OCC BULLETIN 2018-14
The Office of the Comptroller of the Currency (OCC) encourages banks to offer responsible short-term, small-dollar installment loans, typically two to 12 months in duration with equal amortizing payments, to help meet the credit needs of consumers. The OCC is issuing this bulletin to remind banks1 of the core lending principles for prudently managing the risks associated with offering short-term, small-dollar installment lending programs. Banks should develop and implement these programs in a manner consistent with sound risk management practices and should align the programs with the banks’ overall business plans and strategies. Such strategies could include working with consumers who have an ability to repay a loan despite a credit profile that is outside of a bank’s typical underwriting standards for credit scores and repayment ratios. In all programs, banks should offer lending products in a manner that ensures fair access to financial services and fair treatment of consumers and complies with applicable laws and regulations. This bulletin is consistent with the OCC’s support for responsible innovation by banks to meet the evolving needs of consumers, businesses, and communities.
Note for Community Banks
This guidance applies to all OCC-supervised banks.
The OCC encourages banks to
- refer to the core lending principles in this bulletin when conducting short-term, small-dollar installment lending activities.
- discuss plans to offer short-term, small-dollar lending products with their OCC portfolio manager, examiner-in-charge, or supervisory office before implementation, particularly if the offerings constitute substantial deviations from their existing business plans.2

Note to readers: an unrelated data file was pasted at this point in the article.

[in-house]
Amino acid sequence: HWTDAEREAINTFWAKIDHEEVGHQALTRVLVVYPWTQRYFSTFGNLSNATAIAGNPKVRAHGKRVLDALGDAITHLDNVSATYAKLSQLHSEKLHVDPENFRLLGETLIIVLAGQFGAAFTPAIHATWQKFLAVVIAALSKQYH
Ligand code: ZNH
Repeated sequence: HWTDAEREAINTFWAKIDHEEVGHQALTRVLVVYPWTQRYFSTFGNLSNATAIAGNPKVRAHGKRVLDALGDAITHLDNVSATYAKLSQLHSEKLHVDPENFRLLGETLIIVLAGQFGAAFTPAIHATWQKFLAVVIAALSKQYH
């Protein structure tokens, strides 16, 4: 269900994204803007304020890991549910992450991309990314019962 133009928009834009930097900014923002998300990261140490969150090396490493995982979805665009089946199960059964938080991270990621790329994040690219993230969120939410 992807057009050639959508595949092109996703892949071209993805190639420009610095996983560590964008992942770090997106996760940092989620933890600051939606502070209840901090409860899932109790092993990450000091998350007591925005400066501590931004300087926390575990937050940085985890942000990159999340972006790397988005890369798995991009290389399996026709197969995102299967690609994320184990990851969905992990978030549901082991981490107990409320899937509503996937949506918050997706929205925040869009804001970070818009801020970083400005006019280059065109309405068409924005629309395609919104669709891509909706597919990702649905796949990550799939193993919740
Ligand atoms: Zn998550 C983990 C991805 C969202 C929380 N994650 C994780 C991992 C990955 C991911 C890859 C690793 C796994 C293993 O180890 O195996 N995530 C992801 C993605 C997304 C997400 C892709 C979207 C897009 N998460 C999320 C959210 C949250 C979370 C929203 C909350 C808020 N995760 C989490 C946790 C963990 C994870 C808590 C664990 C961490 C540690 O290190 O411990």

U.S. consumers borrow nearly $90 billion every year in short-term, small-dollar loans typically ranging from $300 to $5,000.3 Many banks have withdrawn from this market, resulting in consumers often turning to alternative lenders.
Banks can provide affordable short-term, small-dollar installment lending options that can help consumers with their short-term financial needs while establishing a path to more mainstream financial products. Banks can meet consumers’ short-term, small-dollar credit needs while providing other financial services such as financial education and credit reporting. Consumers can also benefit when they are offered products with reasonable pricing and repayment structures.
In October 2017, the OCC rescinded its guidance for deposit advance products.4Continuing the guidance would have subjected banks to potentially inconsistent regulatory direction and undue burden as they prepared to comply with the Bureau of Consumer Financial Protection’s (BCFP) final rule titled “Payday, Vehicle Title, and Certain High-Cost Installment Loans” (Payday Rule). The Payday Rule’s underwriting requirements, which have a compliance date in August 2019, generally apply to consumer loans with maturities shorter than 45 days or longer-term loans that involve balloon payments.
In January 2018, the BCFP stated that it intends to engage in a rulemaking process to reconsider the Payday Rule5 but did not indicate the specific changes that it is considering. The OCC intends to work with the BCFP and other stakeholders to ensure that OCC-supervised banks can responsibly engage in consumer lending, including lending products covered by the Payday Rule.
Core Lending Principles
Banks already offer a variety of installment lending products with maturities greater than 45 days that do not include balloon payments. The OCC believes that banks can offer these loans safely, profitably, and with reasonable pricing and repayment terms. These loans generally are not covered by the Payday Rule’s underwriting requirements.
The OCC has published three core lending principles that banks should consider when offering short-term, small-dollar installment lending products:6
- All bank products should be consistent with safe and sound banking, treat customers fairly, and comply with applicable laws and regulations.